The Wharton MBA Buyout case competition is one of the premier MBA-level case competitions in the world. Teams representing leading business schools all around the world come together to evaluate and make recommendations for a proposed private equity buyout transaction. This year’s prompt asked that we make a recommendation for a buyout of Under Armour—the American manufacturer of footwear and sports apparel.
On our way to NYC, a day prior to the day of the competition, the conversation shifted to how everyone on the team felt about our chances of winning the competition. Some team members were more optimistic than others but one of the team members put our chances of winning at 3 percent—which is curiously lower than what a random number generator would put our odds at in a competition involving 27 teams. We had put in a lot of effort over the last 10 days and were confident about our analysis, but the lack of optimism was understandable considering the sheer number of teams we were up against and the relative lack of prior private equity experience on our team.
We presented our analysis, in Round 1 to a panel of three judges at 9:30 a.m. the next day. The judges didn’t give away much and asked some probing questions. They did seem impressed by the creativity of our value creation initiatives and the quality of our LBO Model. We left the room feeling confident but of course knew we were up against six other top tier business schools in our preliminary group. After a long three and a half hour wait filled with a lunch discussing topics ranging from the political division in the Western World to the ideological merits of communism, we were invited back for the announcement of the teams that made it to top four. To our delight, we discovered that we won our round and made it to the top 4 out of 27 teams!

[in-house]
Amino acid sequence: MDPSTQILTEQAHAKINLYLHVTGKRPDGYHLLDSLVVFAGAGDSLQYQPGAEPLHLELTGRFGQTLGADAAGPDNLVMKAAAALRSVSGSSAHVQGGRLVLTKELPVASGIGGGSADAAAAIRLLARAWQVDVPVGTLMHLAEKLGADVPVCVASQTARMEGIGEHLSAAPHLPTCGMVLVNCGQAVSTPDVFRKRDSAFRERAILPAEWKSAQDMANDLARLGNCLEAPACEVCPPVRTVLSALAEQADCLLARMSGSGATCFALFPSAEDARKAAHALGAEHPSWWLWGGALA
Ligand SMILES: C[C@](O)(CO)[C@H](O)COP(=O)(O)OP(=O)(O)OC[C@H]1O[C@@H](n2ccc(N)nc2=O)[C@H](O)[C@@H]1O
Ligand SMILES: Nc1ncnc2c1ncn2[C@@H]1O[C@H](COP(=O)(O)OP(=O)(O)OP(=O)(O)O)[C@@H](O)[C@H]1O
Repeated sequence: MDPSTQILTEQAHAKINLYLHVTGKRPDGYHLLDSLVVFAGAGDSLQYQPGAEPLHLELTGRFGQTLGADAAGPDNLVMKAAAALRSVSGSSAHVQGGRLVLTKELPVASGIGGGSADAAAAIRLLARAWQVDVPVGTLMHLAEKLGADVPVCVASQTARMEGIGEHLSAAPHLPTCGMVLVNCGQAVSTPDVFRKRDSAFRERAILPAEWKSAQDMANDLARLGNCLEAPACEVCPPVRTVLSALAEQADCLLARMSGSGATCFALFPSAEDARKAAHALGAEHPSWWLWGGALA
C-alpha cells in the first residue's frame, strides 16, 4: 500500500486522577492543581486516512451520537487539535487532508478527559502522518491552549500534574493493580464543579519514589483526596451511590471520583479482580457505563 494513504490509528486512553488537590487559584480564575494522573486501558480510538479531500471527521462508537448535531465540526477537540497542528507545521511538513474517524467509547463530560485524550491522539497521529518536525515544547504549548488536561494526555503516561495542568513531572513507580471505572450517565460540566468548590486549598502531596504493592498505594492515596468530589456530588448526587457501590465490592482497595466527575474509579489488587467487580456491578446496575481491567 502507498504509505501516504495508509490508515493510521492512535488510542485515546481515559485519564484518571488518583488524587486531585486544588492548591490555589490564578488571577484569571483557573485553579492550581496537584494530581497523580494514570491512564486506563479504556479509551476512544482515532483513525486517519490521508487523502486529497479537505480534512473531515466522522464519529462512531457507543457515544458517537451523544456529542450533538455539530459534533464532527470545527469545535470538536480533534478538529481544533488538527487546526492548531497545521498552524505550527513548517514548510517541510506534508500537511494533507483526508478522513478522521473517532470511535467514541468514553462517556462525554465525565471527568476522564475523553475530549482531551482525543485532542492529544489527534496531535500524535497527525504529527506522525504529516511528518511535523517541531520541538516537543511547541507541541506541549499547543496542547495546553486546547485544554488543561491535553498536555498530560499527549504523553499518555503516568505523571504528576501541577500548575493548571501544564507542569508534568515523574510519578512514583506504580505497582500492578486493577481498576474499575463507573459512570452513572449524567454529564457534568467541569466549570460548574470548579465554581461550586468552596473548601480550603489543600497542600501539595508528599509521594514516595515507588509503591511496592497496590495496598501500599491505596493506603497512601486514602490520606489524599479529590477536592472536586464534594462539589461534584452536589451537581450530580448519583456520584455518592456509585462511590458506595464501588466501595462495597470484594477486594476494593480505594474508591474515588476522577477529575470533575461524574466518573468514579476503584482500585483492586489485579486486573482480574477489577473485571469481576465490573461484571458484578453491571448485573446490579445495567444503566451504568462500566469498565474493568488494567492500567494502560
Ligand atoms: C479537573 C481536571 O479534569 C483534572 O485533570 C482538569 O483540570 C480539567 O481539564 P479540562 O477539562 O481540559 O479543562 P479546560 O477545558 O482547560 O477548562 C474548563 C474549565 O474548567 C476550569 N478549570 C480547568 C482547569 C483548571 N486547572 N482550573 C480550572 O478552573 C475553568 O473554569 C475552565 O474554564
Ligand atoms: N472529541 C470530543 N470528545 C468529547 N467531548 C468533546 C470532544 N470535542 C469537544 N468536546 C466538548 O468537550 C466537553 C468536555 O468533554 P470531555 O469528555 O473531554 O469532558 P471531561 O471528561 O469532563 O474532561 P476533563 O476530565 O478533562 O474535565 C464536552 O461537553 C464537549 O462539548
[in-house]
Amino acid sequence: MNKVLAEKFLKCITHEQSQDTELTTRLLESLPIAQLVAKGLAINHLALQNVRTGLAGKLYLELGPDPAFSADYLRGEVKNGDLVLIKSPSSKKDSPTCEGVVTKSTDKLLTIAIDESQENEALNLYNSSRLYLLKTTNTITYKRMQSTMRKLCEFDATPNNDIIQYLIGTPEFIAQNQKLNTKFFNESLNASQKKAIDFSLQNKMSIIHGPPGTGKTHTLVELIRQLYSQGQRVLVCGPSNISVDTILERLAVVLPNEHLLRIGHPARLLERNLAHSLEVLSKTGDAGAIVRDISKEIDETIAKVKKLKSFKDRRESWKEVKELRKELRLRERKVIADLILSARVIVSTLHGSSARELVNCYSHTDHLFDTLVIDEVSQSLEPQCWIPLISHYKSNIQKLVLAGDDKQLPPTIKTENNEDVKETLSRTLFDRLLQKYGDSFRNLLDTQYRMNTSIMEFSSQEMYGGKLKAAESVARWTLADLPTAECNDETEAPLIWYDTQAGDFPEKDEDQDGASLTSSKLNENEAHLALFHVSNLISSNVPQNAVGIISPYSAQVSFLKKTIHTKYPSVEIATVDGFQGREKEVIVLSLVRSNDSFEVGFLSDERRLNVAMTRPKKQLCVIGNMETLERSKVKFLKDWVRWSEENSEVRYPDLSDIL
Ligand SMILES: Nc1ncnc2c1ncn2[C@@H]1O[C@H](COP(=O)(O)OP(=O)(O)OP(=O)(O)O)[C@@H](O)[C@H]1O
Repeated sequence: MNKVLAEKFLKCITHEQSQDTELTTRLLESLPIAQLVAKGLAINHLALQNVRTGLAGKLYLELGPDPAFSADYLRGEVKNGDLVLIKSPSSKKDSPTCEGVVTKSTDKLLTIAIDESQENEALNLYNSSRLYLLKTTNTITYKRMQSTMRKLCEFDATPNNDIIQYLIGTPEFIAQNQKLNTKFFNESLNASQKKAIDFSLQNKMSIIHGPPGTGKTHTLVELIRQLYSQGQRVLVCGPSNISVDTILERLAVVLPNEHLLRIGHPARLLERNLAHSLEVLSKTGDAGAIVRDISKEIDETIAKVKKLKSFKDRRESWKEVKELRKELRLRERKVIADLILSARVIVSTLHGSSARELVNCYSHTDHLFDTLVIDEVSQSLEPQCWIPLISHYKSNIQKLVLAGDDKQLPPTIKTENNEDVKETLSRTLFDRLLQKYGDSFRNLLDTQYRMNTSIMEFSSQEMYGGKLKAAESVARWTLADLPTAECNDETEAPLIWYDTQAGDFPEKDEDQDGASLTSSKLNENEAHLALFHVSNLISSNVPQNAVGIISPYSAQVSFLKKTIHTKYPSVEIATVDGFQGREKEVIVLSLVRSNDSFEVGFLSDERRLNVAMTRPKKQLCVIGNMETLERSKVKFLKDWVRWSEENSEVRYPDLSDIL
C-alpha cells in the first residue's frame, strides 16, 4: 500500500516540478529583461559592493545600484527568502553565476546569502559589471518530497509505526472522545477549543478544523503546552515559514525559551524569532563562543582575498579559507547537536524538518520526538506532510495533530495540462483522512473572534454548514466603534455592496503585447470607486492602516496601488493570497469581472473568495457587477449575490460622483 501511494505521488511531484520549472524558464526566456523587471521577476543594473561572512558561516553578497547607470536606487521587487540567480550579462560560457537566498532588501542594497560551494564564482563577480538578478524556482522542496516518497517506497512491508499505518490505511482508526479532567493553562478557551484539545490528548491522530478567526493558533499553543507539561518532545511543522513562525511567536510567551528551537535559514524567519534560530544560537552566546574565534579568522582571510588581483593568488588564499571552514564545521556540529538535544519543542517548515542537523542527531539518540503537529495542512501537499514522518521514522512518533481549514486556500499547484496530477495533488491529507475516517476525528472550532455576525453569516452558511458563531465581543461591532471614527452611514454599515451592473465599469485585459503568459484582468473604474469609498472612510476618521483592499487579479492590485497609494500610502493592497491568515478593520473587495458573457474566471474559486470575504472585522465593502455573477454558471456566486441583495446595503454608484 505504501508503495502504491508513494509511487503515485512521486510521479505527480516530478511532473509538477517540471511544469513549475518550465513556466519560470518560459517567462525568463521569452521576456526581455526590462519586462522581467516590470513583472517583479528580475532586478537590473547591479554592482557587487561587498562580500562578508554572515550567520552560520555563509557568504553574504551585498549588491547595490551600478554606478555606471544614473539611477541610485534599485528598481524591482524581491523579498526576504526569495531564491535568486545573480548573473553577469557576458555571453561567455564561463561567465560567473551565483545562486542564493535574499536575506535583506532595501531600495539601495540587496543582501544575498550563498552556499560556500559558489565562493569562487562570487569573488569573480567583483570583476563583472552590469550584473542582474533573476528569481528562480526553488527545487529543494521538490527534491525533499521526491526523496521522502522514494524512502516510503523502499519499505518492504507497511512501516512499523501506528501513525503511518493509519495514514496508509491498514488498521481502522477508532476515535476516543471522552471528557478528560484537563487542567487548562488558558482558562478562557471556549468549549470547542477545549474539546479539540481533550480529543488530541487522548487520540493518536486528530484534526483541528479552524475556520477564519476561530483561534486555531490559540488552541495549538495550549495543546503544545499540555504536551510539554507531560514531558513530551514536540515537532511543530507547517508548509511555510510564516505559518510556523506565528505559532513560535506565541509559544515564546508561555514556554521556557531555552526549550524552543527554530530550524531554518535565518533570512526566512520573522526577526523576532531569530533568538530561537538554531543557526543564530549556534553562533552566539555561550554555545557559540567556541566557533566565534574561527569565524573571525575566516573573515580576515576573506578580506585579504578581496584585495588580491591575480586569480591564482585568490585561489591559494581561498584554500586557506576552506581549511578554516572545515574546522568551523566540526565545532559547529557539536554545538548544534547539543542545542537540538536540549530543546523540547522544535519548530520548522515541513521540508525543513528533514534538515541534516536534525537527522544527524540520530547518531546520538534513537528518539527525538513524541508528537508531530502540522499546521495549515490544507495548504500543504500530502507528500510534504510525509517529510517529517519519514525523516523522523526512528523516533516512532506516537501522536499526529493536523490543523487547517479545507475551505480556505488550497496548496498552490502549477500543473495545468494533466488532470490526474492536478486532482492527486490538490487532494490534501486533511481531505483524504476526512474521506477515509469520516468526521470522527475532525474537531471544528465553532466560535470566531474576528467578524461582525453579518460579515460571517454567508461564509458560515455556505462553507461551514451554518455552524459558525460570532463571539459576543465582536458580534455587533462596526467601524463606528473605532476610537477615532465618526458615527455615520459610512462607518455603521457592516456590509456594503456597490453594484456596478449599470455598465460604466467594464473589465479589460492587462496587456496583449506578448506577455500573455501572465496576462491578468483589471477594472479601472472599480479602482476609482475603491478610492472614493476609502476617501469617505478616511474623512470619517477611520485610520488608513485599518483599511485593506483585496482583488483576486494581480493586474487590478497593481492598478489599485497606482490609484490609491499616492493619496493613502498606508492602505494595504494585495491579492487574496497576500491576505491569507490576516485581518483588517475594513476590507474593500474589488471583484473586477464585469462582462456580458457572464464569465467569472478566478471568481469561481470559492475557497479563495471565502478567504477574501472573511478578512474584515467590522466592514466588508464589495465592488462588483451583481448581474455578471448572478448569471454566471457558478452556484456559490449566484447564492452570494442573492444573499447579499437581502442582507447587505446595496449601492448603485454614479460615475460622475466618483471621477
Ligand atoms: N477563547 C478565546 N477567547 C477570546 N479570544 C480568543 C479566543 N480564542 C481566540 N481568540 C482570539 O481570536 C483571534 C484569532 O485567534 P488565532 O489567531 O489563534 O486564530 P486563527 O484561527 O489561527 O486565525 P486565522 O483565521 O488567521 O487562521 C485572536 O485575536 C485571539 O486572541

We next presented in front of all six judges from leading private equity firms and over 100 student attendees of the competition. We were feeling more confident in our analysis which was clearly reflected in our teammate’s revised odds of winning: 90 percent. We eventually finished at third place winning a cash prize. Later that evening, we were chatting with the judges over cocktails at the Penn Club and found that they were very impressed with our analysis and creative Value Creation Initiatives (VCIs), but they couldn’t form a consensus around our final recommendation that Under Armour would be an attractive investment opportunity at current multiples.
We were pleased with the outcome and learned a lot along the way, though there was still a bit of disappointment not to have won the competition outright. A podium finish though bodes well for the future, and hopefully Tuck can go all the way next year!
Case Competition Participants: Nikilesh Eswarapu T'19, Amal Kant T'18, Anil Kaya T'19, Stephen Kerr T'19, Tucker Johnston T'19